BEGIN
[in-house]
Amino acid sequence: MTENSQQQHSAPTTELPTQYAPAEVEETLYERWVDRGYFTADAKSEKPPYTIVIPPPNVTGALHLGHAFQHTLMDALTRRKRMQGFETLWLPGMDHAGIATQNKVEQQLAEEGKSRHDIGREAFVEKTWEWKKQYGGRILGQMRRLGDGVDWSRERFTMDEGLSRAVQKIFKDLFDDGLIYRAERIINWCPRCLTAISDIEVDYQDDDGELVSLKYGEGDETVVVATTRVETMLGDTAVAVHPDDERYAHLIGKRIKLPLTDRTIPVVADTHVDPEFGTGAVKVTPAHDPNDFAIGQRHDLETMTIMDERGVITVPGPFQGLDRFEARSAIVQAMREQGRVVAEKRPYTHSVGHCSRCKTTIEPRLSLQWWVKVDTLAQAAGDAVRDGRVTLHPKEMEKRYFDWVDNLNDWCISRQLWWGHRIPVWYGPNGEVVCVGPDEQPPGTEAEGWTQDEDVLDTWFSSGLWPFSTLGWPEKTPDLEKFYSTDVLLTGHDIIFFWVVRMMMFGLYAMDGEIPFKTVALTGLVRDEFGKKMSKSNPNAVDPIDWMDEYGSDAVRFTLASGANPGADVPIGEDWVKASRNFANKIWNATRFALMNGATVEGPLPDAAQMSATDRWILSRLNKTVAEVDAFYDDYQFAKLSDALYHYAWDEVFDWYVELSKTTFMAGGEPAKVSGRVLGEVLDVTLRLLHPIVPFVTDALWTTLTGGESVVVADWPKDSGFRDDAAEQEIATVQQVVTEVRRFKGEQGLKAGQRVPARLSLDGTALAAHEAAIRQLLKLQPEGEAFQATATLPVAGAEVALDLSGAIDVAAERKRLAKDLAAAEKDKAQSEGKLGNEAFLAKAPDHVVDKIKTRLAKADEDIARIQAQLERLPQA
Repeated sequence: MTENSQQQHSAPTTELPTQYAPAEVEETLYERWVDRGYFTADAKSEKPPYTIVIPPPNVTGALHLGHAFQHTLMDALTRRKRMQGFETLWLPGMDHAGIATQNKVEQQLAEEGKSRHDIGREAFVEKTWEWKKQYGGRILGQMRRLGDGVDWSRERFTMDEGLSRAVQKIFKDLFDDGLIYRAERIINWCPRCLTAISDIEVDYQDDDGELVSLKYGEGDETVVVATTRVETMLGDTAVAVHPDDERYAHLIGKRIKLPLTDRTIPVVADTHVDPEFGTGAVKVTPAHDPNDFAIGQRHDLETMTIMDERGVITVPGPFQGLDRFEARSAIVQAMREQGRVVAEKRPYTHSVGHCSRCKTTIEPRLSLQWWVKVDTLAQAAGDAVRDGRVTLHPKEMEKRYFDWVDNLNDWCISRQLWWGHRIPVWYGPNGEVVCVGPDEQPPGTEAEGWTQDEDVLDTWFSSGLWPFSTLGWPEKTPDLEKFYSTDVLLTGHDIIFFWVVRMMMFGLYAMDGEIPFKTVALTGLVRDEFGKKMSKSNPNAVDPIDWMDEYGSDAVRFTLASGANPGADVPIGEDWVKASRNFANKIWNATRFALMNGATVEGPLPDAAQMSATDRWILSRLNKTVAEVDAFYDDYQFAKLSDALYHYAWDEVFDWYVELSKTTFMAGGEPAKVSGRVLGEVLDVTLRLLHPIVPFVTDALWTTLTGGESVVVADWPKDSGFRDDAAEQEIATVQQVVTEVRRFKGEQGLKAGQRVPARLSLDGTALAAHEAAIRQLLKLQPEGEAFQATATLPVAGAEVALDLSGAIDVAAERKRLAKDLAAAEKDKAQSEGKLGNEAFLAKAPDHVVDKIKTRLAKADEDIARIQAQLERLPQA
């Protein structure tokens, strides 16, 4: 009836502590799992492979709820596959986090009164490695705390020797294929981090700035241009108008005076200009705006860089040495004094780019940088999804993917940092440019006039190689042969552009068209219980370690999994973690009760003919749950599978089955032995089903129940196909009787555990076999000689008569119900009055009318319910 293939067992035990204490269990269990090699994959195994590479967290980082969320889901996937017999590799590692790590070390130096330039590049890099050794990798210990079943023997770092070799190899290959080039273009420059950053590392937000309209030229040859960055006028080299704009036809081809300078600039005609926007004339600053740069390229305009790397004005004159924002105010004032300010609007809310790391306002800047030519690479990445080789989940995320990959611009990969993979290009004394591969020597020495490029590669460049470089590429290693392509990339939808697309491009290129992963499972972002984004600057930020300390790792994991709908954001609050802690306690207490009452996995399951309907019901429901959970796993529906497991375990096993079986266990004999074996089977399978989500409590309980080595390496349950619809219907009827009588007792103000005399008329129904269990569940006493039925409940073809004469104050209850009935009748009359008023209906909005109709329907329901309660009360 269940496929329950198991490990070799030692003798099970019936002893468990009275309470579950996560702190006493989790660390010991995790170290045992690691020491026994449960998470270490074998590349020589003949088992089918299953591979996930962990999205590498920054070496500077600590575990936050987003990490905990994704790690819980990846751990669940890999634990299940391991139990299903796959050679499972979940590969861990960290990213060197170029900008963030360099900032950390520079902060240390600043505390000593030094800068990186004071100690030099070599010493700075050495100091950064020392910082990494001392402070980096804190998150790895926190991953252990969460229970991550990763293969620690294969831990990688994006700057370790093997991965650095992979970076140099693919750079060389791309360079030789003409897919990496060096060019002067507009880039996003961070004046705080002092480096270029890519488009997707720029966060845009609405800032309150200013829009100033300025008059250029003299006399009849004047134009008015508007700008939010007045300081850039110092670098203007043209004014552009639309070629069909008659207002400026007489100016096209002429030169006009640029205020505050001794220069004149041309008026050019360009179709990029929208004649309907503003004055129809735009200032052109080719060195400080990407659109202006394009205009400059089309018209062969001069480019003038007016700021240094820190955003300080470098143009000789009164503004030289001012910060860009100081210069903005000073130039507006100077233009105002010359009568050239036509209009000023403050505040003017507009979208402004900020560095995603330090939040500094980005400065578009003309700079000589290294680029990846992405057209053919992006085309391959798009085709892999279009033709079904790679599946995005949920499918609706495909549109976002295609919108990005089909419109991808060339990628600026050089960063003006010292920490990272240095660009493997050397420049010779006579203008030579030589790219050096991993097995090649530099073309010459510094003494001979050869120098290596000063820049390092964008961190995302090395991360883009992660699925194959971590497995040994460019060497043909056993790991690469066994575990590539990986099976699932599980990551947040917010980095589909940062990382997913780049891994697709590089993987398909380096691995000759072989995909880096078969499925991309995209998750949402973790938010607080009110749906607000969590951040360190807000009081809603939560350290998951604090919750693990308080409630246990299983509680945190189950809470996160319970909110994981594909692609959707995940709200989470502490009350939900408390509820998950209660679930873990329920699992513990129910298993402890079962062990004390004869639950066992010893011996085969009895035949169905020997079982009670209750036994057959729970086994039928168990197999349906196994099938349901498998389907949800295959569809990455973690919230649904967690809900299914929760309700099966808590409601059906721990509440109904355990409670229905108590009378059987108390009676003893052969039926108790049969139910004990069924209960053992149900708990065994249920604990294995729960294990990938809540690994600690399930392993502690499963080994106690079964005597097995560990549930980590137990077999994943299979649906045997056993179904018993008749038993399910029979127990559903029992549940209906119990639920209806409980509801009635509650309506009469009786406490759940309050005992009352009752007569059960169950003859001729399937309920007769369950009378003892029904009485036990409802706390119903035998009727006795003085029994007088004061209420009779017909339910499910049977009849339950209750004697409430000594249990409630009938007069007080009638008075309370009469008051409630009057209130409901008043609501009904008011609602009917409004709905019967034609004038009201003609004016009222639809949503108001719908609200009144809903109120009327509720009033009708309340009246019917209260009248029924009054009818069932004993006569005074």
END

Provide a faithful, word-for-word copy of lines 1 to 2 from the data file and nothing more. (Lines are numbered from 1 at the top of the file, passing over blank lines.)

[in-house]
Amino acid sequence: MTENSQQQHSAPTTELPTQYAPAEVEETLYERWVDRGYFTADAKSEKPPYTIVIPPPNVTGALHLGHAFQHTLMDALTRRKRMQGFETLWLPGMDHAGIATQNKVEQQLAEEGKSRHDIGREAFVEKTWEWKKQYGGRILGQMRRLGDGVDWSRERFTMDEGLSRAVQKIFKDLFDDGLIYRAERIINWCPRCLTAISDIEVDYQDDDGELVSLKYGEGDETVVVATTRVETMLGDTAVAVHPDDERYAHLIGKRIKLPLTDRTIPVVADTHVDPEFGTGAVKVTPAHDPNDFAIGQRHDLETMTIMDERGVITVPGPFQGLDRFEARSAIVQAMREQGRVVAEKRPYTHSVGHCSRCKTTIEPRLSLQWWVKVDTLAQAAGDAVRDGRVTLHPKEMEKRYFDWVDNLNDWCISRQLWWGHRIPVWYGPNGEVVCVGPDEQPPGTEAEGWTQDEDVLDTWFSSGLWPFSTLGWPEKTPDLEKFYSTDVLLTGHDIIFFWVVRMMMFGLYAMDGEIPFKTVALTGLVRDEFGKKMSKSNPNAVDPIDWMDEYGSDAVRFTLASGANPGADVPIGEDWVKASRNFANKIWNATRFALMNGATVEGPLPDAAQMSATDRWILSRLNKTVAEVDAFYDDYQFAKLSDALYHYAWDEVFDWYVELSKTTFMAGGEPAKVSGRVLGEVLDVTLRLLHPIVPFVTDALWTTLTGGESVVVADWPKDSGFRDDAAEQEIATVQQVVTEVRRFKGEQGLKAGQRVPARLSLDGTALAAHEAAIRQLLKLQPEGEAFQATATLPVAGAEVALDLSGAIDVAAERKRLAKDLAAAEKDKAQSEGKLGNEAFLAKAPDHVVDKIKTRLAKADEDIARIQAQLERLPQA